• Remember derrière in the air! Stand on the pegs with your knees and elbows bent.
  • Approach obstacles at a good angle.
  • Find a consistent speed to maintain momentum. Faster is not necessarily better, but you need momentum.
  • Focus your weight on the pegs not the handlebars.
  • Stay as relaxed as possible. This allows the bike to move around beneath you as you work your way through or over terrain.

Best way to not pick your bike off the ground35) Hills
First and foremost know your limits and the limits of your bike before traversing a hill. I still remember taking a showroom bike off a trailer and hitting a hill beyond my abilities at the time. I ended up thrashing most of the protection on the bike and folding the handlebars in half before anyone in our group had even geared up. Intelligence should trump excitement whenever possible. The following tips will help when approaching a hill.

  • Be sure to be in a lower gear as you approach. Momentum, again, is your friend. As the grade increases you will want as much torque as possible to get you and your bike up.
  • Keep you feet planted firmly and your weight forward. For smaller hills you can hug the gas tank with your pelvis and legs. For bigger hills it is best to get off the seat and lean forward. This is scary at first but makes all the difference. Had I gotten up over my handlebars I may have avoided crashing back down the hill in my example above.

6) Sand
Sand is not just found on beaches. There can be a surprising amount of it out on the trail. The biggest thing to remember with sand is to stay relaxed. As you speed up you will rise above the sand. Let the bike waiver, this is natural. If you need to slow down simply let off the throttle. The bike will sink down and gradually slow. Avoid hard braking.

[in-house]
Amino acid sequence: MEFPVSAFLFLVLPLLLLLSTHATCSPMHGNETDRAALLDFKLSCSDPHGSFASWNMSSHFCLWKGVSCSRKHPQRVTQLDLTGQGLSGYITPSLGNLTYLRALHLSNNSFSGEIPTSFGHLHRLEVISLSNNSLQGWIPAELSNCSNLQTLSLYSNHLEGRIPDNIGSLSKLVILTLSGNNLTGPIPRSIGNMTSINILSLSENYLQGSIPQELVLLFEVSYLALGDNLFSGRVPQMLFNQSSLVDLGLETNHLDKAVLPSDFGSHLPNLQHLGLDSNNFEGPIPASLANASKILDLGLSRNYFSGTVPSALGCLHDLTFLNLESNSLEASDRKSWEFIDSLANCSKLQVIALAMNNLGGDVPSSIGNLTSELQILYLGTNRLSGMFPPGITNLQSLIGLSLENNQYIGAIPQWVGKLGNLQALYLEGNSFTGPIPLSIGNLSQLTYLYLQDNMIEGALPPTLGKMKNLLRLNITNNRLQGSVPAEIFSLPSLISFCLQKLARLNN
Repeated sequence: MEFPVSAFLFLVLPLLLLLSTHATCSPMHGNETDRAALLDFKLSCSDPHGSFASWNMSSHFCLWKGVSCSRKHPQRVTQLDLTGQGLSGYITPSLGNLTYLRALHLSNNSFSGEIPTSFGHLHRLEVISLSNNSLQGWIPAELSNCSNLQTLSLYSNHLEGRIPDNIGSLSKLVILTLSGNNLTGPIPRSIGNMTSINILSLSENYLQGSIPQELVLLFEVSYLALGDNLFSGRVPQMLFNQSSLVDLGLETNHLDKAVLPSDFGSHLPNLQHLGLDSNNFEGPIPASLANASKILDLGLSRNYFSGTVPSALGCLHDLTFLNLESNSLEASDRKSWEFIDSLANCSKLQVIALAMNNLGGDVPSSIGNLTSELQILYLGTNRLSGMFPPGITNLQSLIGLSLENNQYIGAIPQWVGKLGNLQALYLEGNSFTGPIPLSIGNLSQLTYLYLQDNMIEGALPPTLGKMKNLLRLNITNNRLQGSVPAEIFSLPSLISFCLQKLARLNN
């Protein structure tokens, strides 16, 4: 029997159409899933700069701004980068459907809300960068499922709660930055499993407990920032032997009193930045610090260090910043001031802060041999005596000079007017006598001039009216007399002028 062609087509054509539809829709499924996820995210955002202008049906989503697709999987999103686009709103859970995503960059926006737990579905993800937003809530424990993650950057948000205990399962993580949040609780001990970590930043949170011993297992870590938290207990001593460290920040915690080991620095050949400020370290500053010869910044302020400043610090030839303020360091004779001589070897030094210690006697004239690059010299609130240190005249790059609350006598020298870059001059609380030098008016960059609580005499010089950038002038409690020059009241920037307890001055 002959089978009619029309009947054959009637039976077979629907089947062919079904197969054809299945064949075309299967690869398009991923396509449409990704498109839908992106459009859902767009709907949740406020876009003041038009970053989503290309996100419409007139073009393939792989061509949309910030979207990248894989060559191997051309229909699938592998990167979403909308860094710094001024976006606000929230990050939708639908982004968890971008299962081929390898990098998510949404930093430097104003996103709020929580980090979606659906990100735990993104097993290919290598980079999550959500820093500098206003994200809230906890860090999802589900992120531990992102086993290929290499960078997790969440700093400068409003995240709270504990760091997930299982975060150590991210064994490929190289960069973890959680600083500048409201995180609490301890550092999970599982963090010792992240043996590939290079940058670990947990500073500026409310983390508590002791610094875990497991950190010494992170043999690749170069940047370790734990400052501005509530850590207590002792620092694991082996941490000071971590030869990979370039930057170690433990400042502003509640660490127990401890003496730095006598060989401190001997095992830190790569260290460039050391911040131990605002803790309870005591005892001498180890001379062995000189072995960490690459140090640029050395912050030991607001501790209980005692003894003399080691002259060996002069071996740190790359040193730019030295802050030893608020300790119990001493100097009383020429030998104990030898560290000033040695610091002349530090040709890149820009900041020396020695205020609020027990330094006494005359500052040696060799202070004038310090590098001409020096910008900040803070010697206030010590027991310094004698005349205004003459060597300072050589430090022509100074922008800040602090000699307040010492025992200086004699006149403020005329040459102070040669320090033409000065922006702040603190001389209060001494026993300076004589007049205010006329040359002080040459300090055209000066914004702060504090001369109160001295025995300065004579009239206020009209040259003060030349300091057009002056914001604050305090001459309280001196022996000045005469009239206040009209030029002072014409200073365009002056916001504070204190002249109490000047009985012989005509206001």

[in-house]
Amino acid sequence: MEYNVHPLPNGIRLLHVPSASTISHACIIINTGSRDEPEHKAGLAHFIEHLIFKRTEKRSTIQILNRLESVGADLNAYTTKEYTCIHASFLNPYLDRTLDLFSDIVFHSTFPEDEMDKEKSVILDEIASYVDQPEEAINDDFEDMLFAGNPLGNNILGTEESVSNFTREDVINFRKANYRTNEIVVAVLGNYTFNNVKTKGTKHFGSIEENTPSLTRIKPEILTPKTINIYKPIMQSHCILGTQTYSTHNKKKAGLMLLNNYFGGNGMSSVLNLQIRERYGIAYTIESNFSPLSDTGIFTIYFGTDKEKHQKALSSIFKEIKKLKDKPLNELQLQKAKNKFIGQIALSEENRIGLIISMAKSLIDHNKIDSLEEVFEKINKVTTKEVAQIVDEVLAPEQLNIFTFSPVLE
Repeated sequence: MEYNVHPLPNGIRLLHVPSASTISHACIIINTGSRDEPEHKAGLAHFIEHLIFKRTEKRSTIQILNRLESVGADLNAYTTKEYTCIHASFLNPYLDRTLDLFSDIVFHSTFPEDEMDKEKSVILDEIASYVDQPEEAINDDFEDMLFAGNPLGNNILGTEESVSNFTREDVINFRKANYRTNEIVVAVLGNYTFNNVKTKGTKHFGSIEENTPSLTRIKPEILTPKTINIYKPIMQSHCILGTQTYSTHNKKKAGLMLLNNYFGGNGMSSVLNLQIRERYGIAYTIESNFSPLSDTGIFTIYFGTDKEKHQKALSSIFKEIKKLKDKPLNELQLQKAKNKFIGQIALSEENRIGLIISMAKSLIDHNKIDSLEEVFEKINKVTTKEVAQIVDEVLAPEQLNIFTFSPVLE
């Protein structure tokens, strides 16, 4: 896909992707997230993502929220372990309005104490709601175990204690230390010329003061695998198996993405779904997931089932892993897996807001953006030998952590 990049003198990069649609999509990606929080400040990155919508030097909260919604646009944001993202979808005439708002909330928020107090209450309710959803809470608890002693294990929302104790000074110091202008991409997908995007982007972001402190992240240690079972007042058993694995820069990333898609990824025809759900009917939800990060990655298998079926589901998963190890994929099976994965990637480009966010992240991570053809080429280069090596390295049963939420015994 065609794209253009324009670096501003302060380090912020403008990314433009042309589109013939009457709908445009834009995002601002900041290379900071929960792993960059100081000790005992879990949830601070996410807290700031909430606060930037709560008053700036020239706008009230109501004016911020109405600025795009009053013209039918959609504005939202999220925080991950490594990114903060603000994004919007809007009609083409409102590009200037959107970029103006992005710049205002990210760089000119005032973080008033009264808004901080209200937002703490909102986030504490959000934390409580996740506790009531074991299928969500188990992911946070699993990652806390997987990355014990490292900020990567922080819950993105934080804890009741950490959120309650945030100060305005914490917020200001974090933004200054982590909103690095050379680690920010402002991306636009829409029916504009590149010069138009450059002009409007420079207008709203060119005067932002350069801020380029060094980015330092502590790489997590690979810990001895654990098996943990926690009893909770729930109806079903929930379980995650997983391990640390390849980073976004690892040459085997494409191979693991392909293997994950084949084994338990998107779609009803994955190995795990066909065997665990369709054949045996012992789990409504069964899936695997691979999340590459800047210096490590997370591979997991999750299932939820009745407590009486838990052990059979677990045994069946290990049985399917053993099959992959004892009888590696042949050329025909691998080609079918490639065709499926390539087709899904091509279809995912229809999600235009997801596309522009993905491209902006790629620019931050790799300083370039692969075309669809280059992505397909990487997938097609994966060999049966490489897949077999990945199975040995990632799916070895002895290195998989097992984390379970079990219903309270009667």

7) Water Crossings
Water crossings use a combination of all the techniques discussed above, with the added challenge of often not being able to see what is under your tires. It is extremely important to study a crossing before riding over it. Know the depth and look for obstacles. Using these techniques can be the difference between owning a nice motorcycle or an inoperable submarine! Most importantly, know when to turn around.

In the end you must respect your own limits. Even for experienced road riders, riding off-road can be intimidating. The American film producer, Samuel Goldywn, once said, “Don’t pay attention to the critics. Don’t even ignore them.” The same goes for off-road riding. At first it may not look pretty, but practicing the techniques above will give you the confidence to tackle your own adventures. Keep at it and before you know it you will be riding like an off-road pro!

Until the next trail beckons, remember, “Don’t go anywhere . . . go somewhere!”

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About the author

I am an introvert posing as an extrovert. I love travel in all forms, but prefer 2-wheels. I created AdventureHermit as a way to share my adventures and inspire others to find joy through discovery; writing for RoadRUNNER is a dream come true!